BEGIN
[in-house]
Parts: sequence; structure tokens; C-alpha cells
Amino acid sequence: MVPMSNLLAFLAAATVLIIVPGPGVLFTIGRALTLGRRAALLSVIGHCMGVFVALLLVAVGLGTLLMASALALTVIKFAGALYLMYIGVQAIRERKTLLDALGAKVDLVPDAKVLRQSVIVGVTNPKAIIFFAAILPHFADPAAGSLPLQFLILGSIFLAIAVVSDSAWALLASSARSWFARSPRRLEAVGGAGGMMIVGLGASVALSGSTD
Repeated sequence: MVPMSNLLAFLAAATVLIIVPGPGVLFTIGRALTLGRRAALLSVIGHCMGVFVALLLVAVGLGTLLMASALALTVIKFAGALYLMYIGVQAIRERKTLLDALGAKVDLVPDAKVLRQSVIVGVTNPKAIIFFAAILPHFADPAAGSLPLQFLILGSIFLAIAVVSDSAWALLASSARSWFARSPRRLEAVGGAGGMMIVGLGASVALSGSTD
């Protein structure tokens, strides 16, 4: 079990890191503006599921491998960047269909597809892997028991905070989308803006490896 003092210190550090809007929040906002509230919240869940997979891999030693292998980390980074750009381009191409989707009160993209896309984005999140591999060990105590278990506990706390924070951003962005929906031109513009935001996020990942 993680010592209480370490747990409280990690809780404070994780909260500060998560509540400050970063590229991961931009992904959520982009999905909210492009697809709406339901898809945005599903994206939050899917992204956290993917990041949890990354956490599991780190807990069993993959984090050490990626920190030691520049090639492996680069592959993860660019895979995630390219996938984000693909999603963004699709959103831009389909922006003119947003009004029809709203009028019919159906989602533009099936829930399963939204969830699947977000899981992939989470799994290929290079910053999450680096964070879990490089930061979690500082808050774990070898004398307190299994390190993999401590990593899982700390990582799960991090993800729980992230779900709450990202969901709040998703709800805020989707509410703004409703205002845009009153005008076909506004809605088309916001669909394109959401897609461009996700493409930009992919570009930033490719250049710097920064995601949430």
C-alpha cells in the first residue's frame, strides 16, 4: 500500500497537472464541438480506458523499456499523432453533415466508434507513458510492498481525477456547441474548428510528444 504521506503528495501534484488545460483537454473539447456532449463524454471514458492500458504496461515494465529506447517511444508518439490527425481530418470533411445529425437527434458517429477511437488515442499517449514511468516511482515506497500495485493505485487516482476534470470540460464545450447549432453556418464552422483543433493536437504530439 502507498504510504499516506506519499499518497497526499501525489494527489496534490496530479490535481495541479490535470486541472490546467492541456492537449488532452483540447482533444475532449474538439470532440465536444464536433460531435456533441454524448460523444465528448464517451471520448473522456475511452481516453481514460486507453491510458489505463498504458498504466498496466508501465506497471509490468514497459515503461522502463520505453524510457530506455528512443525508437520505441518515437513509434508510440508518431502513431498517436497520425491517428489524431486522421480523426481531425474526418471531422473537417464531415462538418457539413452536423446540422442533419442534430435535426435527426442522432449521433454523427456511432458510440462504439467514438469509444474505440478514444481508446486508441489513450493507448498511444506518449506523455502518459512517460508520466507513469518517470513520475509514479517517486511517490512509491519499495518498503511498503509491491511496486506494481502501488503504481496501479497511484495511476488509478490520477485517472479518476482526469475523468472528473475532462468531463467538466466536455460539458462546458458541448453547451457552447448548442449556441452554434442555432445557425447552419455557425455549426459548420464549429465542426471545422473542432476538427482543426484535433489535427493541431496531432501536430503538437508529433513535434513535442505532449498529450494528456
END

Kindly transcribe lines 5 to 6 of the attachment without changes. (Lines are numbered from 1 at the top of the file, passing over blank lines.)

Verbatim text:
């Protein structure tokens, strides 16, 4: 079990890191503006599921491998960047269909597809892997028991905070989308803006490896 003092210190550090809007929040906002509230919240869940997979891999030693292998980390980074750009381009191409989707009160993209896309984005999140591999060990105590278990506990706390924070951003962005929906031109513009935001996020990942 993680010592209480370490747990409280990690809780404070994780909260500060998560509540400050970063590229991961931009992904959520982009999905909210492009697809709406339901898809945005599903994206939050899917992204956290993917990041949890990354956490599991780190807990069993993959984090050490990626920190030691520049090639492996680069592959993860660019895979995630390219996938984000693909999603963004699709959103831009389909922006003119947003009004029809709203009028019919159906989602533009099936829930399963939204969830699947977000899981992939989470799994290929290079910053999450680096964070879990490089930061979690500082808050774990070898004398307190299994390190993999401590990593899982700390990582799960991090993800729980992230779900709450990202969901709040998703709800805020989707509410703004409703205002845009009153005008076909506004809605088309916001669909394109959401897609461009996700493409930009992919570009930033490719250049710097920064995601949430």
C-alpha cells in the first residue's frame, strides 16, 4: 500500500497537472464541438480506458523499456499523432453533415466508434507513458510492498481525477456547441474548428510528444 504521506503528495501534484488545460483537454473539447456532449463524454471514458492500458504496461515494465529506447517511444508518439490527425481530418470533411445529425437527434458517429477511437488515442499517449514511468516511482515506497500495485493505485487516482476534470470540460464545450447549432453556418464552422483543433493536437504530439 502507498504510504499516506506519499499518497497526499501525489494527489496534490496530479490535481495541479490535470486541472490546467492541456492537449488532452483540447482533444475532449474538439470532440465536444464536433460531435456533441454524448460523444465528448464517451471520448473522456475511452481516453481514460486507453491510458489505463498504458498504466498496466508501465506497471509490468514497459515503461522502463520505453524510457530506455528512443525508437520505441518515437513509434508510440508518431502513431498517436497520425491517428489524431486522421480523426481531425474526418471531422473537417464531415462538418457539413452536423446540422442533419442534430435535426435527426442522432449521433454523427456511432458510440462504439467514438469509444474505440478514444481508446486508441489513450493507448498511444506518449506523455502518459512517460508520466507513469518517470513520475509514479517517486511517490512509491519499495518498503511498503509491491511496486506494481502501488503504481496501479497511484495511476488509478490520477485517472479518476482526469475523468472528473475532462468531463467538466466536455460539458462546458458541448453547451457552447448548442449556441452554434442555432445557425447552419455557425455549426459548420464549429465542426471545422473542432476538427482543426484535433489535427493541431496531432501536430503538437508529433513535434513535442505532449498529450494528456